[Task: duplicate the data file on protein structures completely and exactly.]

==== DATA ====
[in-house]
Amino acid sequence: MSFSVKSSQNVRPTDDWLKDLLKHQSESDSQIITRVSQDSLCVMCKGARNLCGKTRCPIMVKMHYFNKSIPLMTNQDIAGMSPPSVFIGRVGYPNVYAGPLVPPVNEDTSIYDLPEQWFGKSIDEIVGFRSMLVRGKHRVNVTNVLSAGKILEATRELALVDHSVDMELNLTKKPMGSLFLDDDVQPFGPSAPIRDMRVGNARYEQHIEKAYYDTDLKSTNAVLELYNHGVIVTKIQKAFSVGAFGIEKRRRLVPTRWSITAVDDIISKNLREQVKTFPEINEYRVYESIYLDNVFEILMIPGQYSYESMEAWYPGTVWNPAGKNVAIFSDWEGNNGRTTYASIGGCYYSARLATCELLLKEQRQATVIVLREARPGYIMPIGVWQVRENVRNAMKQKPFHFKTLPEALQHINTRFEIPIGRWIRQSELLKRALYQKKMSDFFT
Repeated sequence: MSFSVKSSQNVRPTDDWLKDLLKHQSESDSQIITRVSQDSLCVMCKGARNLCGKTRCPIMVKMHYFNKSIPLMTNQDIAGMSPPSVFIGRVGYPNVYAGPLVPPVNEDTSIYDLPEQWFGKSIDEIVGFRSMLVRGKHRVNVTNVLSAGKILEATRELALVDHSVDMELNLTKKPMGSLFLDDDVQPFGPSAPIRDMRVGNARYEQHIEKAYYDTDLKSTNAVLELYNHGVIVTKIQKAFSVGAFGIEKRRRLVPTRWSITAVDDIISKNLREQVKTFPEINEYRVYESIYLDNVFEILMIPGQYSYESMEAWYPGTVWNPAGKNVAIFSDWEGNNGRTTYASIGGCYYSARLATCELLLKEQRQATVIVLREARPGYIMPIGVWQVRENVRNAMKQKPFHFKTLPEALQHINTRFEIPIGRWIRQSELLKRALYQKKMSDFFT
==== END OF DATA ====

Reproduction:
[in-house]
Amino acid sequence: MSFSVKSSQNVRPTDDWLKDLLKHQSESDSQIITRVSQDSLCVMCKGARNLCGKTRCPIMVKMHYFNKSIPLMTNQDIAGMSPPSVFIGRVGYPNVYAGPLVPPVNEDTSIYDLPEQWFGKSIDEIVGFRSMLVRGKHRVNVTNVLSAGKILEATRELALVDHSVDMELNLTKKPMGSLFLDDDVQPFGPSAPIRDMRVGNARYEQHIEKAYYDTDLKSTNAVLELYNHGVIVTKIQKAFSVGAFGIEKRRRLVPTRWSITAVDDIISKNLREQVKTFPEINEYRVYESIYLDNVFEILMIPGQYSYESMEAWYPGTVWNPAGKNVAIFSDWEGNNGRTTYASIGGCYYSARLATCELLLKEQRQATVIVLREARPGYIMPIGVWQVRENVRNAMKQKPFHFKTLPEALQHINTRFEIPIGRWIRQSELLKRALYQKKMSDFFT
Repeated sequence: MSFSVKSSQNVRPTDDWLKDLLKHQSESDSQIITRVSQDSLCVMCKGARNLCGKTRCPIMVKMHYFNKSIPLMTNQDIAGMSPPSVFIGRVGYPNVYAGPLVPPVNEDTSIYDLPEQWFGKSIDEIVGFRSMLVRGKHRVNVTNVLSAGKILEATRELALVDHSVDMELNLTKKPMGSLFLDDDVQPFGPSAPIRDMRVGNARYEQHIEKAYYDTDLKSTNAVLELYNHGVIVTKIQKAFSVGAFGIEKRRRLVPTRWSITAVDDIISKNLREQVKTFPEINEYRVYESIYLDNVFEILMIPGQYSYESMEAWYPGTVWNPAGKNVAIFSDWEGNNGRTTYASIGGCYYSARLATCELLLKEQRQATVIVLREARPGYIMPIGVWQVRENVRNAMKQKPFHFKTLPEALQHINTRFEIPIGRWIRQSELLKRALYQKKMSDFFT